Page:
to teach the modern foreign lan-
guages in the registered Secondary
Schools of New York State are noti-
fied that the required examination
in French, Spanish, German, and
Italian will be given here on Friday,
February 13, at 1:15 p.m. in room
100 R.L. No other opportunity will
be . offered until August, when sum-
mer school attendance is a prerequi-
site for admission to the examina-
Required Hygiene Lectures for Wo-
men-1942: All first and second sem-
ester freshmen women are required
to take the hygiene lectures, which
are -to be given the second semester.
Upperclass students who were in the
University as freshmen and who did
not fulfill the requirement are re-
quired to take and satisfactorily com-
plete this course. Enroll for these
lectures at the time of regular classi-
fication at Waterman Gymnasium.
These lectures are a graduation re-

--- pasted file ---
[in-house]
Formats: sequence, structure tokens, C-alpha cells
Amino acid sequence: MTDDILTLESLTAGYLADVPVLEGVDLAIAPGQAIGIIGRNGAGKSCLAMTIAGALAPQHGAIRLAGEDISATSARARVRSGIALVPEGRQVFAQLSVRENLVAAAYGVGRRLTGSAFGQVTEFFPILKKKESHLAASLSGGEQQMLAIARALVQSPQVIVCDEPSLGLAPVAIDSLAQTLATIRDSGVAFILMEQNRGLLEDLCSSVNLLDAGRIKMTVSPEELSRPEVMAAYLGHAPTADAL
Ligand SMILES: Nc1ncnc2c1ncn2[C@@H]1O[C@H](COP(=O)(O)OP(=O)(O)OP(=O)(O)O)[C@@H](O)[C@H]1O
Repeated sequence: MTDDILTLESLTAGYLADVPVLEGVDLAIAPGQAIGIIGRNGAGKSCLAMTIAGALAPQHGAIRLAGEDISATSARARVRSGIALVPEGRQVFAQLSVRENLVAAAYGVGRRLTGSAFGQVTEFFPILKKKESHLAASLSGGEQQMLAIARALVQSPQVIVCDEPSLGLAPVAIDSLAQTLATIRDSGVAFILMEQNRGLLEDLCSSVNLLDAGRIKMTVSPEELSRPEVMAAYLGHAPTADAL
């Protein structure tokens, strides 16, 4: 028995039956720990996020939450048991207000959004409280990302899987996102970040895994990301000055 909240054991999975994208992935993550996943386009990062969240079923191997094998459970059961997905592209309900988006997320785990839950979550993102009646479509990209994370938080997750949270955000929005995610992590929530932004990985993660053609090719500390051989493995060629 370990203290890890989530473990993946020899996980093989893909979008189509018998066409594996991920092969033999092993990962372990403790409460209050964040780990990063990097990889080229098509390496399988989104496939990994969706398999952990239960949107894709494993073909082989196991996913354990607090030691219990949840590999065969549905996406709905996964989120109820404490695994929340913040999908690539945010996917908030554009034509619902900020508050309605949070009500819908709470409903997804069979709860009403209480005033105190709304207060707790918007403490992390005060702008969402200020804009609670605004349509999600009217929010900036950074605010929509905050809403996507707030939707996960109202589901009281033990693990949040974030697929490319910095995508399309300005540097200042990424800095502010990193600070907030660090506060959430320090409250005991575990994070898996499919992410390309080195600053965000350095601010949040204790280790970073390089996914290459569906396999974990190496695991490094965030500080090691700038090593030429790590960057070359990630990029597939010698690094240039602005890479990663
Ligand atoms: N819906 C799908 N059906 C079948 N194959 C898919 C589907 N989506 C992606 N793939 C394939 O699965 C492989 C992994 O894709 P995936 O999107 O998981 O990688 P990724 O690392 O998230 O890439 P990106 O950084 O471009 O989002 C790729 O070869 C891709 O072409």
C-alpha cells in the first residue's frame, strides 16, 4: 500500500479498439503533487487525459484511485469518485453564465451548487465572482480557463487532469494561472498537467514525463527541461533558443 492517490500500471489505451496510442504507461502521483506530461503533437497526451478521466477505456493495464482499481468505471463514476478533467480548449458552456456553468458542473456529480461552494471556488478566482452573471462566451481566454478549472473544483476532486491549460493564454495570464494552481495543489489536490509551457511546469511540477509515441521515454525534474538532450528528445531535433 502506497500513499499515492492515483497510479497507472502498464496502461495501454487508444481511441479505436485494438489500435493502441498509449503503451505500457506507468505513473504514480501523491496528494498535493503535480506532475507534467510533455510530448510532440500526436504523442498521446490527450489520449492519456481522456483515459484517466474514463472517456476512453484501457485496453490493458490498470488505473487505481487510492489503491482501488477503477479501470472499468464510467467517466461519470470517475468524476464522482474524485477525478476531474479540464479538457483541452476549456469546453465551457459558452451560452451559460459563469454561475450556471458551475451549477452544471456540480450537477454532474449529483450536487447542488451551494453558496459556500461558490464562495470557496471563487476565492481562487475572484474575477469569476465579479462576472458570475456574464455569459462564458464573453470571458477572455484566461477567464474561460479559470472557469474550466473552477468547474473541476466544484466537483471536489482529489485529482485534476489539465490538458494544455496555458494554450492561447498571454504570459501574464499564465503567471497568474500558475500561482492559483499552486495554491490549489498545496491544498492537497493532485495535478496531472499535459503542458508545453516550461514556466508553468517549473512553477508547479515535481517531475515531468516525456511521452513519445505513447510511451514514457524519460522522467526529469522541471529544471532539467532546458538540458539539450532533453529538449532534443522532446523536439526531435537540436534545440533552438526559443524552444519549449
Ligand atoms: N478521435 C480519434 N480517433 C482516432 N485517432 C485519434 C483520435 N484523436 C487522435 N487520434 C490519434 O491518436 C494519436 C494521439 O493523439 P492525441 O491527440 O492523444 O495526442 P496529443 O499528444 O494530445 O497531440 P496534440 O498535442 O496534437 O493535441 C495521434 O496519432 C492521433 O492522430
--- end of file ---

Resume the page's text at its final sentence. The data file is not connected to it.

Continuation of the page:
Students should enroll for one of
the two following sections. Women in
Section I should note change of first
lecture from February 23 to 25
on account of the legal holiday.
Section No. I: First lecture, Wed-
nesday, Feb. 25, 4:15-5:15, Natural
Science Aud. Subsequent lectures,
successive Mondays, 4:15-5:15, Na-
tural Science Aud. Examination (fin-
al), April 6, 4:15-5:15, Natural Sci-
Section No. II: First lecture, Tues-
day, Feb. 24, 4:15-5:15, Natural Sci-
ence Aud. Subsequent lectures, suc-
cessive Tuesdays, 4:15-5:15, Natural
Science Aud. Examination (final)
Tuesday, April 7, 4:15-5:15, Natural
u.r-E. ntt M n